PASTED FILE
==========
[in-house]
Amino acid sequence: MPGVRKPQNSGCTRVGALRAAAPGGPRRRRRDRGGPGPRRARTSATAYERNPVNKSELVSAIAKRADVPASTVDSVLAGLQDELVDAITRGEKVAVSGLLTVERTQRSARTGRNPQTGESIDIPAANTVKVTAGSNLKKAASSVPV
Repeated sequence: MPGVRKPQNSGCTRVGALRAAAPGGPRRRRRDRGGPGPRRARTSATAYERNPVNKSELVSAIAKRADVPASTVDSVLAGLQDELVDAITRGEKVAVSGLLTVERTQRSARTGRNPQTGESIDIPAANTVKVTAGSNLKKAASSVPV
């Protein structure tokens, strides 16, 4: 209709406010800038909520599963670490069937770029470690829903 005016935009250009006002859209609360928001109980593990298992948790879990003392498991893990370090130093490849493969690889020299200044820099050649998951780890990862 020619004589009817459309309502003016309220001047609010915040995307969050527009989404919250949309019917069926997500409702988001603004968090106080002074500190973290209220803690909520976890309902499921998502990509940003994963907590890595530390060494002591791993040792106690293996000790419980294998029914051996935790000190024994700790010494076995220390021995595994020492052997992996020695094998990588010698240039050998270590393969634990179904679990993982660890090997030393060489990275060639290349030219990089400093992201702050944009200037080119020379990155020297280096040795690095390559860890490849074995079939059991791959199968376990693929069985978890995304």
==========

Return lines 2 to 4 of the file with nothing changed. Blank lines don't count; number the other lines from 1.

Amino acid sequence: MPGVRKPQNSGCTRVGALRAAAPGGPRRRRRDRGGPGPRRARTSATAYERNPVNKSELVSAIAKRADVPASTVDSVLAGLQDELVDAITRGEKVAVSGLLTVERTQRSARTGRNPQTGESIDIPAANTVKVTAGSNLKKAASSVPV
Repeated sequence: MPGVRKPQNSGCTRVGALRAAAPGGPRRRRRDRGGPGPRRARTSATAYERNPVNKSELVSAIAKRADVPASTVDSVLAGLQDELVDAITRGEKVAVSGLLTVERTQRSARTGRNPQTGESIDIPAANTVKVTAGSNLKKAASSVPV
């Protein structure tokens, strides 16, 4: 209709406010800038909520599963670490069937770029470690829903 005016935009250009006002859209609360928001109980593990298992948790879990003392498991893990370090130093490849493969690889020299200044820099050649998951780890990862 020619004589009817459309309502003016309220001047609010915040995307969050527009989404919250949309019917069926997500409702988001603004968090106080002074500190973290209220803690909520976890309902499921998502990509940003994963907590890595530390060494002591791993040792106690293996000790419980294998029914051996935790000190024994700790010494076995220390021995595994020492052997992996020695094998990588010698240039050998270590393969634990179904679990993982660890090997030393060489990275060639290349030219990089400093992201702050944009200037080119020379990155020297280096040795690095390559860890490849074995079939059991791959199968376990693929069985978890995304």